Welcome to CDC Stacks | Characterizing Exposures to Nonpersistent Pesticides during Pregnancy and Early Childhood in the National Children’s Study: A Review of Monitoring and Measurement Methodologies - 31153 | CDC Public Access
Stacks Logo
Advanced Search
Select up to three search categories and corresponding keywords using the fields to the right. Refer to the Help section for more detailed instructions.
 
 
Help
Clear All Simple Search
Advanced Search
Characterizing Exposures to Nonpersistent Pesticides during Pregnancy and Early Childhood in the National Children’s Study: A Review of Monitoring and Measurement Methodologies
  • Published Date:
    Aug 2005
  • Publisher's site:
  • Source:
    Environ Health Perspect. 2005; 113(8):1092-1099.
Filetype[PDF - 134.30 KB]


Details:
  • Funding:
    5 R01 ES08977/ES/NIEHS NIH HHS/United States
    P01ES09605/ES/NIEHS NIH HHS/United States
    P50 ES09600/ES/NIEHS NIH HHS/United States
    R01 ES012468/ES/NIEHS NIH HHS/United States
    R01 OH07400/OH/NIOSH CDC HHS/United States
    R01ES111158/ES/NIEHS NIH HHS/United States
  • Document Type:
  • Collection(s):
  • Description:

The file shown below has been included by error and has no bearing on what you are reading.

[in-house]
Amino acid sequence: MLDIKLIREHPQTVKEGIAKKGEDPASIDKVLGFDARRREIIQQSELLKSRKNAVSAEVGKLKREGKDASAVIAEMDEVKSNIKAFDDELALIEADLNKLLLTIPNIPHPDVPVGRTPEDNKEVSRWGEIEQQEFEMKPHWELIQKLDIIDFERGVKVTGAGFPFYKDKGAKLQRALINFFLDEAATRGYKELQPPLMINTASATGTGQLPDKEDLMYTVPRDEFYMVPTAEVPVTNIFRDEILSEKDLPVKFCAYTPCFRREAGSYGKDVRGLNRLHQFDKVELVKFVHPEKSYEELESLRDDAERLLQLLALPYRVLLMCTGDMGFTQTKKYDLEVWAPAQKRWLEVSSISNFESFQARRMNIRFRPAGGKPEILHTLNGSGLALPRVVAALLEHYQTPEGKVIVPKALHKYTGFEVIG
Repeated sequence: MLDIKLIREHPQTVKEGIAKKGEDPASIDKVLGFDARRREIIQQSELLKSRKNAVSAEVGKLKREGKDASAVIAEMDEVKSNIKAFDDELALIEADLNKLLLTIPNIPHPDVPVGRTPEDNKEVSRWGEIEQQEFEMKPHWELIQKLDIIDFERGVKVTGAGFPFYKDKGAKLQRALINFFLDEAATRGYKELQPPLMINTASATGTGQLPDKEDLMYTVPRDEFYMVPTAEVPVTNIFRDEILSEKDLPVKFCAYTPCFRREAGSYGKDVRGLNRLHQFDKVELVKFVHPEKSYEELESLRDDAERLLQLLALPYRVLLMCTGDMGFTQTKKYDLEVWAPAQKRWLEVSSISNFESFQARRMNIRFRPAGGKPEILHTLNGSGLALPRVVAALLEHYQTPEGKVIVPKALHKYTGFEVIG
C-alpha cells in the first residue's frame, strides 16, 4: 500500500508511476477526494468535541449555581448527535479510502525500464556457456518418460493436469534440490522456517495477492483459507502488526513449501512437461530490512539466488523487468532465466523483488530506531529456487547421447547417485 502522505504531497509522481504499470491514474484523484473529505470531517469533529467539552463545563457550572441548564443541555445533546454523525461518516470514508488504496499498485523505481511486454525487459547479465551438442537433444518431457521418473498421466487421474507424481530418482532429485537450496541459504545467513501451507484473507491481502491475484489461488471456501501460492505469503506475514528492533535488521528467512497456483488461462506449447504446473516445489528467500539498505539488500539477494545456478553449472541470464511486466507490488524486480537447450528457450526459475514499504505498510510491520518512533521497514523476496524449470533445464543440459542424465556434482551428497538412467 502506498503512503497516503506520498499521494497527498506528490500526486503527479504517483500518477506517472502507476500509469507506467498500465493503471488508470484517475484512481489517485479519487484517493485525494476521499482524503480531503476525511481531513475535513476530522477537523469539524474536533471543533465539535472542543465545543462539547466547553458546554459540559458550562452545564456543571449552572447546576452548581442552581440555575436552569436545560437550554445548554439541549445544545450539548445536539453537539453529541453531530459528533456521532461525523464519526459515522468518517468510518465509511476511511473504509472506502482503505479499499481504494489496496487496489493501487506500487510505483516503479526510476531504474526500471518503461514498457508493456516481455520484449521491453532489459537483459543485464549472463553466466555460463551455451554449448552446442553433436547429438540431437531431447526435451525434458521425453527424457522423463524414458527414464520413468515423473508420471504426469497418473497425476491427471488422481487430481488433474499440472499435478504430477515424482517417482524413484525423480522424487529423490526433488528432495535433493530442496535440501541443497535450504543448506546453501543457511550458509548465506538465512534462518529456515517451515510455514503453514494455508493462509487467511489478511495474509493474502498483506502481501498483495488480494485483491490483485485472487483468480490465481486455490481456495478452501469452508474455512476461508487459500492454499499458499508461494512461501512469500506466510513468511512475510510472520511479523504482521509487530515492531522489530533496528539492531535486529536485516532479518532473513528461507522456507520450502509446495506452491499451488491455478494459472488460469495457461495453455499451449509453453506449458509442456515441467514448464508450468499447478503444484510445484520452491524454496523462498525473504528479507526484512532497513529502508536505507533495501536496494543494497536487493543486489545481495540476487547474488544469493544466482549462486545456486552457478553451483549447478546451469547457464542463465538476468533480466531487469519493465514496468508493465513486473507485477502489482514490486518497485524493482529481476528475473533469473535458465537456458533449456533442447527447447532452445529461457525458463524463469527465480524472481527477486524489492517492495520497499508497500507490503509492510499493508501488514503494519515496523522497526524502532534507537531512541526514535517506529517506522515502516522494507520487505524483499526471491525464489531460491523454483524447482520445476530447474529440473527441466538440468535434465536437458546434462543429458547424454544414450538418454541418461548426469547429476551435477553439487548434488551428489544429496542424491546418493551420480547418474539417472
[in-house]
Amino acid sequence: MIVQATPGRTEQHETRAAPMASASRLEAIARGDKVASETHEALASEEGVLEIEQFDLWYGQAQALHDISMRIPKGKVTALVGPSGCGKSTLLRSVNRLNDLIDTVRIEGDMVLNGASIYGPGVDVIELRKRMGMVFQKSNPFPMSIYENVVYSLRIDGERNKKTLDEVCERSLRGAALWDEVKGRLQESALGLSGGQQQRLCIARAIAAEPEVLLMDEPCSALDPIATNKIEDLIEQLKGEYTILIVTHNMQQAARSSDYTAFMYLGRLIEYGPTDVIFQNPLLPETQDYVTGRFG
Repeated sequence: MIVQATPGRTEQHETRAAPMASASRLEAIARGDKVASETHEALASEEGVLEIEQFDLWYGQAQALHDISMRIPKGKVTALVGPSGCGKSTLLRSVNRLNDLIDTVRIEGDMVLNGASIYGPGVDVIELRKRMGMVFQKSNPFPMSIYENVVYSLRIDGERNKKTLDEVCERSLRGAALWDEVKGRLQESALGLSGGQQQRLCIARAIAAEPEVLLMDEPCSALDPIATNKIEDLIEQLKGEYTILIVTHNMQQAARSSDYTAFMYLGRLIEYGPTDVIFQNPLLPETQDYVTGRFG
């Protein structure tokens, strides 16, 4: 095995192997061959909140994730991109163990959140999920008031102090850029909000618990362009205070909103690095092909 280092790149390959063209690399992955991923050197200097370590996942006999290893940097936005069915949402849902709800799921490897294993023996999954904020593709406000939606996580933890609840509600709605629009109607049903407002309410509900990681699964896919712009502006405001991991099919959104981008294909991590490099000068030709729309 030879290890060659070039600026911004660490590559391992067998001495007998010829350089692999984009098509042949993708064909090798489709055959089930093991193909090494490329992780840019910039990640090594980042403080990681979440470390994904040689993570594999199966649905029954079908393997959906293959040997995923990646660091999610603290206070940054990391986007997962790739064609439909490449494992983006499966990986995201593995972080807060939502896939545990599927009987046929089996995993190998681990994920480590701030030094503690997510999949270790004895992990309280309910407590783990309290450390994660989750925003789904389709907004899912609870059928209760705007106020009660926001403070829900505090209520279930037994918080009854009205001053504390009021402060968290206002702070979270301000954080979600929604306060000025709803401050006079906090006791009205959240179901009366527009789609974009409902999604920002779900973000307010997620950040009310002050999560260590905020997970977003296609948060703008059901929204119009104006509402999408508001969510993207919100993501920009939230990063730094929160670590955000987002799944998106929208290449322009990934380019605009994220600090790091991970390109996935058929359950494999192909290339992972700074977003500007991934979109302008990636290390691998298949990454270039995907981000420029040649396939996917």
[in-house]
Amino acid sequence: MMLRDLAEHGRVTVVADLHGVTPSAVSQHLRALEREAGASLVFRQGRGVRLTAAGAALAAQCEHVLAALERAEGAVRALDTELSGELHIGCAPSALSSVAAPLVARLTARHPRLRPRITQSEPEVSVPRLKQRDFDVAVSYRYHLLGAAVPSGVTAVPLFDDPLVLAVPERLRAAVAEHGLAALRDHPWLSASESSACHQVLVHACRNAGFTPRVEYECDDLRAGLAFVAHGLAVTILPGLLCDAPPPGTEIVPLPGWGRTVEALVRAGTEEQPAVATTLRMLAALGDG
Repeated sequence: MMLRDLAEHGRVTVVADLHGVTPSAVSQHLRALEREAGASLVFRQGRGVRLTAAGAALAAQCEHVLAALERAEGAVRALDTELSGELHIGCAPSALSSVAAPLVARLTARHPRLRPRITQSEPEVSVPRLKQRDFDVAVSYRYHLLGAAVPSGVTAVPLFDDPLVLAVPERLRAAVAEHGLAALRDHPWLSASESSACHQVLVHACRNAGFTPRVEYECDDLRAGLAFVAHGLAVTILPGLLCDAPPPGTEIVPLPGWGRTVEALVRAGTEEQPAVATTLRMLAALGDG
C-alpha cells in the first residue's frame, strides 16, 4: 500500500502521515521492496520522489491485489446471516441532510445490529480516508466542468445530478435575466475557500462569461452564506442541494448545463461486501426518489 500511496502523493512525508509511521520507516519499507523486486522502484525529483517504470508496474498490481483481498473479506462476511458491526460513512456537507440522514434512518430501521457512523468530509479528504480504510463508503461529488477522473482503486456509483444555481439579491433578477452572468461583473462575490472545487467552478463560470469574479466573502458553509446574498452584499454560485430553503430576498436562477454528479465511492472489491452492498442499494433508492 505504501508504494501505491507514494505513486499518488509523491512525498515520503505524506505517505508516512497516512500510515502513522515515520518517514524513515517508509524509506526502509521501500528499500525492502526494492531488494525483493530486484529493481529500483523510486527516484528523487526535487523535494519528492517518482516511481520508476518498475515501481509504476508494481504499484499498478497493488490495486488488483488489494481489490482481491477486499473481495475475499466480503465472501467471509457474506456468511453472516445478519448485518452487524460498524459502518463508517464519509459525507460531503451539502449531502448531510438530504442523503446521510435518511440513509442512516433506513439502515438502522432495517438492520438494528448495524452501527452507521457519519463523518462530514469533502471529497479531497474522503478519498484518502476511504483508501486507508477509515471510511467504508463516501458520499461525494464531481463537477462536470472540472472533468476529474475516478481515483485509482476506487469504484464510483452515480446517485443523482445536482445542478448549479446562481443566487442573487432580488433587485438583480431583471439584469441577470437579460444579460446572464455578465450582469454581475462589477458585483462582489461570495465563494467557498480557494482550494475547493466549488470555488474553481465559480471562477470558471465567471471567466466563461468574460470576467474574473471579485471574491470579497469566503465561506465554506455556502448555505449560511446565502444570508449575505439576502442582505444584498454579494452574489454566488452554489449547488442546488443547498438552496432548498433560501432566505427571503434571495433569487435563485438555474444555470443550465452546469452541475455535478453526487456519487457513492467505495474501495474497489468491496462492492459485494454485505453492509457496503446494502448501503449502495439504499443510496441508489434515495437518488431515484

The National Children's Study is a proposed longitudinal cohort study to evaluate the relationships between children's health and the environment. Enrollment is estimated to begin in September 2005, and 100,000 children will be followed from preconception or early pregnancy until adulthood. Among multiple health outcomes, the study is proposing to investigate whether pre- and/or postnatal exposures to nonpersistent pesticides increase the risk of poor performance on neurobehavioral and cognitive exams during infancy and early childhood. Characterization of exposures will be challenging. Nonpersistent pesticides include many chemicals with biologic half-lives on the order of hours or days. Exposures can occur through multiple pathways (e.g., food and residential or agriculture pesticide use) and by multiple routes (inhalation, ingestion, dermal). Effects may depend on the developmental stage when exposure occurs. Sequential sampling is likely to be required and may involve a combination of environmental and biologic monitoring as well as collection of questionnaire data. In this article we review measurements that can be used to characterize exposures. These include biologic markers, personal and indoor air sampling techniques, collection of dust, surface and dermal wipe samples, and dietary assessment tools. Criteria for sample selection will necessitate evaluation of the time frame of exposure captured by the measurement in relationship to critical windows of susceptibility, the cost and validity of the measurements, participant burden, and variability in exposure routes across populations and at different age periods.